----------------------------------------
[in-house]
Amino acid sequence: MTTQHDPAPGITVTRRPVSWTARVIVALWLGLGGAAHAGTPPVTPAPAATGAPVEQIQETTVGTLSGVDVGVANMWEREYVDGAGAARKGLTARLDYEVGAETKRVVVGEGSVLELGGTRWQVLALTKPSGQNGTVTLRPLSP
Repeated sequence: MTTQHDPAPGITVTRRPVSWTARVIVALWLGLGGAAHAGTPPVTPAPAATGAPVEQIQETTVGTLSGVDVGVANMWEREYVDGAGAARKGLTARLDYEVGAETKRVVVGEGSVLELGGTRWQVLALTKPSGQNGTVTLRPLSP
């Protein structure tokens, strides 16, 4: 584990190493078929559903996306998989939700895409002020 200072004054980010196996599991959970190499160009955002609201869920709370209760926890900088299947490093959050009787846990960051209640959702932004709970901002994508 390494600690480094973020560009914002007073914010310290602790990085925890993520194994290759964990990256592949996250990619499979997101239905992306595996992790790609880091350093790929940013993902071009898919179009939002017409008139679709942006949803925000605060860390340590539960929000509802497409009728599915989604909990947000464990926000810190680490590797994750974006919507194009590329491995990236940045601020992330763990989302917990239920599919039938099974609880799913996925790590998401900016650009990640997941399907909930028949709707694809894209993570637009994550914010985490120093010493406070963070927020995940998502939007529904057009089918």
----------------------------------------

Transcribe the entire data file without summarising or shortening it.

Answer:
[in-house]
Amino acid sequence: MTTQHDPAPGITVTRRPVSWTARVIVALWLGLGGAAHAGTPPVTPAPAATGAPVEQIQETTVGTLSGVDVGVANMWEREYVDGAGAARKGLTARLDYEVGAETKRVVVGEGSVLELGGTRWQVLALTKPSGQNGTVTLRPLSP
Repeated sequence: MTTQHDPAPGITVTRRPVSWTARVIVALWLGLGGAAHAGTPPVTPAPAATGAPVEQIQETTVGTLSGVDVGVANMWEREYVDGAGAARKGLTARLDYEVGAETKRVVVGEGSVLELGGTRWQVLALTKPSGQNGTVTLRPLSP
């Protein structure tokens, strides 16, 4: 584990190493078929559903996306998989939700895409002020 200072004054980010196996599991959970190499160009955002609201869920709370209760926890900088299947490093959050009787846990960051209640959702932004709970901002994508 390494600690480094973020560009914002007073914010310290602790990085925890993520194994290759964990990256592949996250990619499979997101239905992306595996992790790609880091350093790929940013993902071009898919179009939002017409008139679709942006949803925000605060860390340590539960929000509802497409009728599915989604909990947000464990926000810190680490590797994750974006919507194009590329491995990236940045601020992330763990989302917990239920599919039938099974609880799913996925790590998401900016650009990640997941399907909930028949709707694809894209993570637009994550914010985490120093010493406070963070927020995940998502939007529904057009089918």